Danger, danger

Noel Sharkey warns that robots do not possess the necessary discriminatory skills to be used as killers by the military

August 13, 2009

With articles titled "March of the killer robots" and "Robot wars are a reality" to his name, Noel Sharkey is clearly keen to catch people's attention.

A press briefing last week stimulated more dramatic coverage in the mainstream press when he warned that human lives could be endangered by autonomous robots.

The professor of artificial intelligence (AI) and robotics at the University of Sheffield said he had been moved to court media attention by the military's use of unmanned vehicles not just for surveillance tasks but also to kill.

"The problem is that the military have a strange view of AI based on science fiction," he said, cautioning that advances in human-robot interactions - such as speech perception and facial recognition - should not be mistaken for true intelligence in machines.

Professor Sharkey believes that academics have a responsibility to alert the public to ethical issues in their work, and that some research in his field is misdirected.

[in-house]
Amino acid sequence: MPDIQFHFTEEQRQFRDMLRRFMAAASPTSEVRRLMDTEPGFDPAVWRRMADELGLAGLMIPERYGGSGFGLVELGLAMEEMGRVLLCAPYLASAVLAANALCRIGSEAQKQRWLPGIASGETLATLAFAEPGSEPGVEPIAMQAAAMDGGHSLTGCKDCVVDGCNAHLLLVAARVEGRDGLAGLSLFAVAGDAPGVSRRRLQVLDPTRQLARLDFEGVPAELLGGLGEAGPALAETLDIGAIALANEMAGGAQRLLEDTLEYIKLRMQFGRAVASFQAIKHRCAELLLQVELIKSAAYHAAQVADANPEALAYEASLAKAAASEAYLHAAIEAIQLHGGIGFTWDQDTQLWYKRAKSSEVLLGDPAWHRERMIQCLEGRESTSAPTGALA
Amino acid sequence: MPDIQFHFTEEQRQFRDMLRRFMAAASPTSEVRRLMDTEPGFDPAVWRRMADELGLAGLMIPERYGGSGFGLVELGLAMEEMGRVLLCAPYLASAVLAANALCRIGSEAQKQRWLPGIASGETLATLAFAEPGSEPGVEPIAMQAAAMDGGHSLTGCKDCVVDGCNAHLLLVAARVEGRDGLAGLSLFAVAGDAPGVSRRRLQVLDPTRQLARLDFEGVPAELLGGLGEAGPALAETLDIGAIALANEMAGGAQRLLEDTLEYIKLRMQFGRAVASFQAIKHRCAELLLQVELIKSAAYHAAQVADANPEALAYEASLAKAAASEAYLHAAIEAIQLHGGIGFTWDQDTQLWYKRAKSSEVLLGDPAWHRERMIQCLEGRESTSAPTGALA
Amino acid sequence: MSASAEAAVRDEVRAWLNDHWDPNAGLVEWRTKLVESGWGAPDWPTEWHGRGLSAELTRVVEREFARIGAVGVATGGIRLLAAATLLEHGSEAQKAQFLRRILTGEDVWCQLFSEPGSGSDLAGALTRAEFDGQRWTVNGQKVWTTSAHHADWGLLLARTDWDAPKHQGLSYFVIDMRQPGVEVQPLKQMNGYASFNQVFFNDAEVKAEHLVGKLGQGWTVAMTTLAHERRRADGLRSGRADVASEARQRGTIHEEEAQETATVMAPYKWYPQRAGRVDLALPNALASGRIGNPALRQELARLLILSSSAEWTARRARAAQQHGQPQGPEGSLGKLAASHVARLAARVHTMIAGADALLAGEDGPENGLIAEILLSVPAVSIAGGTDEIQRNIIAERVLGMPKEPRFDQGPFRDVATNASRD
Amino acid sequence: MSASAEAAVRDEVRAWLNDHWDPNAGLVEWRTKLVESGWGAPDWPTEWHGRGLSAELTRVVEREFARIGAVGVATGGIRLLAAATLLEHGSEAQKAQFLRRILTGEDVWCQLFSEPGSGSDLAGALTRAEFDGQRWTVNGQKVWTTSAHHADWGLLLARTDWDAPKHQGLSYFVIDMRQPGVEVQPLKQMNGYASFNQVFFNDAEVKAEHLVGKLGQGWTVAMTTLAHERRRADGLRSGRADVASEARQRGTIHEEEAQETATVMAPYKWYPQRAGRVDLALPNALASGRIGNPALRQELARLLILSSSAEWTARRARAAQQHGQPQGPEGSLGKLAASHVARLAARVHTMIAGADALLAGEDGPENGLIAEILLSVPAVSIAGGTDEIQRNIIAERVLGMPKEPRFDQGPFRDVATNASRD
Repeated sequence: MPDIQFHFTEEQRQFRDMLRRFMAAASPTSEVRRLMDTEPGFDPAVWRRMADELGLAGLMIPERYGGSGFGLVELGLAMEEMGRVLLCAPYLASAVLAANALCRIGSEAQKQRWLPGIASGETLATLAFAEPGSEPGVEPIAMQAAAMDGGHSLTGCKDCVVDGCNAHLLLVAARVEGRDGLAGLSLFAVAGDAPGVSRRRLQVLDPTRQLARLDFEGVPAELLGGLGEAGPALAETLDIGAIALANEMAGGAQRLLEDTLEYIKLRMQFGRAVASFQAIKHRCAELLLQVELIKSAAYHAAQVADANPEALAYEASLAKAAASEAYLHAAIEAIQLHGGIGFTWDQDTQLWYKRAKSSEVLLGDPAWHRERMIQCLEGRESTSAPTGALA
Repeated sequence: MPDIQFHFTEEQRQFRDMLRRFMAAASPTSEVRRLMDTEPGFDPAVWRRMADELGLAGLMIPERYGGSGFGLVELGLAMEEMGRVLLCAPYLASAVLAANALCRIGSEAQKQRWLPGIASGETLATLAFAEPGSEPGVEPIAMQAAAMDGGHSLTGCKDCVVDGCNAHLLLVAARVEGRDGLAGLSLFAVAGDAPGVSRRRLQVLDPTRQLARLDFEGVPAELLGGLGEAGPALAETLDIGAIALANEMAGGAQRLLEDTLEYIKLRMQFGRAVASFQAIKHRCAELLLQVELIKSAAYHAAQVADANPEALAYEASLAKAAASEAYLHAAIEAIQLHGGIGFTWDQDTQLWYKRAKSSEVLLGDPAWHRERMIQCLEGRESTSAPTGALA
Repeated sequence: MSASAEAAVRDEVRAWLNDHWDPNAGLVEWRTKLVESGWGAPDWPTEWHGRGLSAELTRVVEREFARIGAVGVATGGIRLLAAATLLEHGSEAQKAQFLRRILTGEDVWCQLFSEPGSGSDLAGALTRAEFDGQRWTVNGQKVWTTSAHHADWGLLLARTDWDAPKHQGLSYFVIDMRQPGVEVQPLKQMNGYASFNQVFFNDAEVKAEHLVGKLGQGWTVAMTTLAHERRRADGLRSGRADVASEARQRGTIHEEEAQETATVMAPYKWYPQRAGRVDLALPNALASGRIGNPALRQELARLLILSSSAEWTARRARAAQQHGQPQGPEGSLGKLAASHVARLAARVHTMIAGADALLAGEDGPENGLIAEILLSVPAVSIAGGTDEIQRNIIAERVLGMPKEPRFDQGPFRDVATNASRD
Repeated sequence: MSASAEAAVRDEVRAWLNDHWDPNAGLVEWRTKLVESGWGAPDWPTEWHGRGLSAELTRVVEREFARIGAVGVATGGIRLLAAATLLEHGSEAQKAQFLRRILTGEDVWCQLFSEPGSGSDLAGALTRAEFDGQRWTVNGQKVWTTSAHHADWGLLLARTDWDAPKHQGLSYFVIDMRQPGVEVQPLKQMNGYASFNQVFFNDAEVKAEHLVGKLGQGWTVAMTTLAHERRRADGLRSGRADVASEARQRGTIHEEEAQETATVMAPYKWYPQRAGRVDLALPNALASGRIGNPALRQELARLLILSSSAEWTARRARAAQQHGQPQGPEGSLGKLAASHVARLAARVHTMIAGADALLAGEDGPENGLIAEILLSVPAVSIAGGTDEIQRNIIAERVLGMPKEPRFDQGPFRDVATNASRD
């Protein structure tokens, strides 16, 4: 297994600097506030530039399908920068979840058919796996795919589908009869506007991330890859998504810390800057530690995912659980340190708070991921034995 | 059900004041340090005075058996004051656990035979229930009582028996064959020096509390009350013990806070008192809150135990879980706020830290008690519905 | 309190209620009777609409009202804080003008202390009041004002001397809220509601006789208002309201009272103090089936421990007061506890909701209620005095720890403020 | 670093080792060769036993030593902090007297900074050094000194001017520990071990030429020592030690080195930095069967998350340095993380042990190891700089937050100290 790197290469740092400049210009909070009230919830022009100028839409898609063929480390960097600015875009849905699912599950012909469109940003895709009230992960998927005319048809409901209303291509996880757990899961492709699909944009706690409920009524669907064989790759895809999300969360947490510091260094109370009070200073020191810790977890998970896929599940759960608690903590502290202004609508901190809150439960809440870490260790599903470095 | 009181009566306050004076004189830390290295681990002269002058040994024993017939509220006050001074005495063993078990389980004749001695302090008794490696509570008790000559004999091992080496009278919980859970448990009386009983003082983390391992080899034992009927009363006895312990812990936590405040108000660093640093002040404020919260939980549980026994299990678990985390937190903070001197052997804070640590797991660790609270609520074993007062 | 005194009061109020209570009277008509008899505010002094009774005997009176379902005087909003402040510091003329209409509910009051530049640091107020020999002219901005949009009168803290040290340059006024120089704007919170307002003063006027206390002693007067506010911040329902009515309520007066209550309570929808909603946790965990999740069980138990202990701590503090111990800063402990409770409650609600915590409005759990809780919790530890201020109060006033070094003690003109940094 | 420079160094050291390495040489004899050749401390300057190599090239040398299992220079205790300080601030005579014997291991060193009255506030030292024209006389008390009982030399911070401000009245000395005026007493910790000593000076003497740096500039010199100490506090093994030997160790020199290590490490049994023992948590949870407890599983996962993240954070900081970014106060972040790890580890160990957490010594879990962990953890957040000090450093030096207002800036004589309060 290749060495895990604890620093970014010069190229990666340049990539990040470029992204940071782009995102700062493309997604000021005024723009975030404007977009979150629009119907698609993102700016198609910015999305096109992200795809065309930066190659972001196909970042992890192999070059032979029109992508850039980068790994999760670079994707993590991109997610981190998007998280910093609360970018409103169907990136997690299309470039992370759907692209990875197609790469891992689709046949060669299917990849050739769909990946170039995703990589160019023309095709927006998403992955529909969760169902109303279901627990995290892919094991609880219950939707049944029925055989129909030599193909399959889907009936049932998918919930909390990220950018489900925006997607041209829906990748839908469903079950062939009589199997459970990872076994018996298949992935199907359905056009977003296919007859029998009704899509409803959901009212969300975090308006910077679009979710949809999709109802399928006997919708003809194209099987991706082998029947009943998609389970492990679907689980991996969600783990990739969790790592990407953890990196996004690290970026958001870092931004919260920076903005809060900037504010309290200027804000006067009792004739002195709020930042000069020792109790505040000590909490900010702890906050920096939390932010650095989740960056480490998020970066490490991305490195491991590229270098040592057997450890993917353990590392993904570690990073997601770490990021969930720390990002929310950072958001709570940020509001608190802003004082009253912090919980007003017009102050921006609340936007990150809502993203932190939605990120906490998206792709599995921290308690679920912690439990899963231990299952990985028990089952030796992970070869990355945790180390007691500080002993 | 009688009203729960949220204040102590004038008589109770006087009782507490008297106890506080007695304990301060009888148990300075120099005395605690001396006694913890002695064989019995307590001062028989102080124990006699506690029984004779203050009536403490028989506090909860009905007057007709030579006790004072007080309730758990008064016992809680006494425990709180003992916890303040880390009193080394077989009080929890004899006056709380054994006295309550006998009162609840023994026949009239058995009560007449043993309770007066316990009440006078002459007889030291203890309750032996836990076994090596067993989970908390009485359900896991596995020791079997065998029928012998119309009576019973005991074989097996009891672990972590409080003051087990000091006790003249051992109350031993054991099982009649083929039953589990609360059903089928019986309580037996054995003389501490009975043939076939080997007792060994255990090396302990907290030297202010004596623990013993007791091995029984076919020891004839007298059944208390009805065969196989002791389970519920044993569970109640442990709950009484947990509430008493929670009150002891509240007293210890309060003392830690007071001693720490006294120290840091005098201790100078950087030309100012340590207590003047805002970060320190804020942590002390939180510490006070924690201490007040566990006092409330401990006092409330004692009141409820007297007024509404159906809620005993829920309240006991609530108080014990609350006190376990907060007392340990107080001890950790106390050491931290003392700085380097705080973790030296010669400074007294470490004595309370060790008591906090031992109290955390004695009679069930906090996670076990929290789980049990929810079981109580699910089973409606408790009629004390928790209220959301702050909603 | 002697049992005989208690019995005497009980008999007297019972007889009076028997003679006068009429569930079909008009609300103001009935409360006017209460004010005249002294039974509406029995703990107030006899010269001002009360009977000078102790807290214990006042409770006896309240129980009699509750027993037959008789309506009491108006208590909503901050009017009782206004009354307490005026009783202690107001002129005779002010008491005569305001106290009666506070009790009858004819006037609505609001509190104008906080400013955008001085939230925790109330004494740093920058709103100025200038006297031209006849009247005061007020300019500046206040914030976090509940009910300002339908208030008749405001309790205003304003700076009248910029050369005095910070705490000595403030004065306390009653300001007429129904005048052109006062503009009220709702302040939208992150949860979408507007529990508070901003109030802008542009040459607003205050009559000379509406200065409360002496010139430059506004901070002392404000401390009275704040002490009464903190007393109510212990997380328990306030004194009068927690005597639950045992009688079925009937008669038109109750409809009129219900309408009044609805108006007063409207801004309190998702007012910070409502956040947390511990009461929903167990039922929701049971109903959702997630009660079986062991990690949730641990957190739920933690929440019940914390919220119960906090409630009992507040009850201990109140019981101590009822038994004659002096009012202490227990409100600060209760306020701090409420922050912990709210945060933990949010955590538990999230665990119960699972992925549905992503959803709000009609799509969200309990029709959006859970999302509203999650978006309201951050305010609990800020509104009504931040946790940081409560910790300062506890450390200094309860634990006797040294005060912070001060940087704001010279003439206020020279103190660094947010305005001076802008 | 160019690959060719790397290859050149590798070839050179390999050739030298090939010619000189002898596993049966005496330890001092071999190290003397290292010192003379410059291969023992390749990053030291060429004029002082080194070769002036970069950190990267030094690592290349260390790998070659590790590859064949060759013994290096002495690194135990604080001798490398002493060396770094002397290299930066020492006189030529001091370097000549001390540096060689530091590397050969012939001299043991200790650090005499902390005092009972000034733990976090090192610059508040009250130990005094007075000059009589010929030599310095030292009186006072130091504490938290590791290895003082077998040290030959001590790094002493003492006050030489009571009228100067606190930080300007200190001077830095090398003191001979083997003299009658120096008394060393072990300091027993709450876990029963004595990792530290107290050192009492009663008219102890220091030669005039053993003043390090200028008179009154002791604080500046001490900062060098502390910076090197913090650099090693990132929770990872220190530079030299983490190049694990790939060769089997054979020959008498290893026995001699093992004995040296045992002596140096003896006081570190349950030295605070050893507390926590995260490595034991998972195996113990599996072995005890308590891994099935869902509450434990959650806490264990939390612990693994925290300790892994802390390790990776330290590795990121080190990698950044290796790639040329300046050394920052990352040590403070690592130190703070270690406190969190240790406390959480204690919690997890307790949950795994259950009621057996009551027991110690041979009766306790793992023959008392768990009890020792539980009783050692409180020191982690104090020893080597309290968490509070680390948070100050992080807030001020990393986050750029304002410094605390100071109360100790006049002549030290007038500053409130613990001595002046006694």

"I have been working in artificial intelligence for 30 years and I love it - it's going really well, but we can't do this type of thing," he said.

He is quick to espouse the benefits of service robots for tasks such as cleaning, harvesting crops and even disarming bombs, but insists that they should not be used to kill. While his early interest in the ethics of robotics focused on such issues as giving machines childcare responsibilities, he is now preoccupied by more pressing concerns.

He said he became aware of the threat of killer robots in early 2007 and subsequently spent six months reading through US Air Force plans.

"The next thing that is coming, which really scares me, is armed autonomous robots (that) will decide where to kill, who to kill and when to kill," he said.

He said that the danger is not super-intelligent "Terminator-style" robots taking over the world, but people giving "dumb" machines the capacity to kill, and that "it is here today rather than in some distant future".

This is vastly overstretching the existing technology, he said, because "robots do not have the necessary discriminatory ability", let alone conscience or reason.

The ability to discriminate between civilians and soldiers and the concept of proportionality are pivotal parts of the Geneva Convention, but at present "there's no software that can make a robot proportional," he said.

David Schley

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